Prognosticating The New NLRB

I recently discussed the nominees to the NLRB – but at that time they were just nominees. Now, that they are officially Board Members, let’s take a closer look at what we can expect from the fully staffed Board over the next year or so. After all, this is the first time in more than a decade that the Board is fully staffed and we don’t have to worry about any Noel Canning or New Process Steel issues.

My first conclusion is simple: the NLRB is extremely pro-union. Despite supposedly being a neutral federal agency tasked with protecting employees from both employers and unions, this is perhaps the most pro-union NLRB ever. Sort of hard for the Board to be impartial when most of the Members spent their careers advocating on behalf of unions, don’t ya think? As for the two “token” Republicans on the Board, their roles will be relegated to writing dissenting opinions.

In addition to the NLRB Board Members, President Obama also nominated Richard Griffin to serve as the Board’s General Counsel. Yep, the same Richard Griffin who was the General Counsel of the International Union of Operating Engineers and who was nominated as a Board Member just a few short months ago – before he was named as a defendant in a RICO lawsuit for allegedly giving the go-ahead to fire a member of his own union who was about to blow the whistle on a dues skimming operation. Did you follow all that? Well, as General Counsel, he now decides which cases the NLRB prosecutes, and he will help guide the NLRB’s interpretation of labor law. This is a powerful position – just ask his predecessor Leif Solomon who you can thank for the NLRB’s unrelenting prosecution of social media cases.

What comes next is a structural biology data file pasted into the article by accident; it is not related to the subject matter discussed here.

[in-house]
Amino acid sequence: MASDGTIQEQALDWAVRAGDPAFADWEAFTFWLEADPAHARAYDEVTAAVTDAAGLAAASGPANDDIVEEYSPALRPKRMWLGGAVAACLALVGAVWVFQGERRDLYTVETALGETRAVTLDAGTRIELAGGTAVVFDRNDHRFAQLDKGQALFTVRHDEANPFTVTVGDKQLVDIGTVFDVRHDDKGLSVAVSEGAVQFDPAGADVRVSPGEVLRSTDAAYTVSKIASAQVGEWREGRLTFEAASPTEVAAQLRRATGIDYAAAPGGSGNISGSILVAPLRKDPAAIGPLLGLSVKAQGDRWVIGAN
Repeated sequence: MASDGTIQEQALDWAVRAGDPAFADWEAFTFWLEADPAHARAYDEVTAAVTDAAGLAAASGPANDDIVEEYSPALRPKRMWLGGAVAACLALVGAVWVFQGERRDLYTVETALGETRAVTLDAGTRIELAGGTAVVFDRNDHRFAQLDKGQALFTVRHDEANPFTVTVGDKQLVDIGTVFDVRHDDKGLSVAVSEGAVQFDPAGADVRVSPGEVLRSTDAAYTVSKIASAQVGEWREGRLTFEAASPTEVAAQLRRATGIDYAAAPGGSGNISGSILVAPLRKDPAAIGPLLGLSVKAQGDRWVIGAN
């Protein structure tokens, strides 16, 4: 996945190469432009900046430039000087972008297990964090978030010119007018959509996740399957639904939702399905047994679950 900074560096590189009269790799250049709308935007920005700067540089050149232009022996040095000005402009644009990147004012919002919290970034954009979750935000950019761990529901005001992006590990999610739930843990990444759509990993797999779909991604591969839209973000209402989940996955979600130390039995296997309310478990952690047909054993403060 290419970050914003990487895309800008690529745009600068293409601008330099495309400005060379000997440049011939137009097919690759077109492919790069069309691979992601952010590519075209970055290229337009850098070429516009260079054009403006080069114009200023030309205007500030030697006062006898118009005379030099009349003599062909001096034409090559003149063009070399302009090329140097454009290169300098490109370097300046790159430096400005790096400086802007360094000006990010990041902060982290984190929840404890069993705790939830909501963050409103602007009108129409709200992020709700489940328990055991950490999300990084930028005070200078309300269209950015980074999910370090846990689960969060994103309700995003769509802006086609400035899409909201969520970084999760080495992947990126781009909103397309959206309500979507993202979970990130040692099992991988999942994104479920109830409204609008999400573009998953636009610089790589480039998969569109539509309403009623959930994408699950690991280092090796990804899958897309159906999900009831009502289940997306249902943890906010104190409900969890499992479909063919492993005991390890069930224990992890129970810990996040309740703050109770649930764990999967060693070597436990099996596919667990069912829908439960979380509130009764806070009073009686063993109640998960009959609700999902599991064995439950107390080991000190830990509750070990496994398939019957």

Here is what employers are likely to see from the new NLRB:

Quickie / Ambush Election Rules

I know, I’ve been harping on this one for a while. This rule was created in December 2011 but not implemented because of a technicality – supposedly the vote to adopt the rule was invalid. I anticipate the new Board to re-vote making sure that the re-vote is proper, and I expect the 3-2 Democratic majority to approve the rule.

Workplace Emails for Non-Job Related Activity

The NLRB under President Bush (staffed with three Republicans) ruled that companies can maintain a policy prohibiting employees from using company email systems for non-job related solicitation, including union organizing. If this is reversed, companies will be forced to allow employees to use company provided computers and Internet access to organize a union whose goals are oftentimes adverse to the company.

Weingarten Rights to Non-Represented Employees

Under President Clinton, the Board held that non-union employees could have someone accompany them during workplace investigations/questioning that could result in discipline. The Bush Board limited the right of accompaniment to only union members. I expect the Obama Board will expand the rule back to non-union employees.

Continued Focus on Non-Union Companies

The previous Obama NLRB aggressively focused on companies without unions by governing at-will statements, social media policies, confidentiality clauses, dress code policies, premises access policies, and disciplinary action. I expect the current Board to continue this practice – or even step up its aggressiveness.

The above expectations are more than guesses. They are rooted in history and are logical extensions of what the Obama Board has tried to accomplish since he was first elected to office. We are stuck with this NLRB until December 2014. Needless to say, the next year and a half will be interesting.

Matt Austin is a Columbus, Ohio lawyer who owns Austin Legal, LLC, a boutique law firm with offices in central and northeast Ohio that limits its representation to employers dealing with labor, employment, and OSHA matters. You can always call Matt at 614.843.3041 or email him at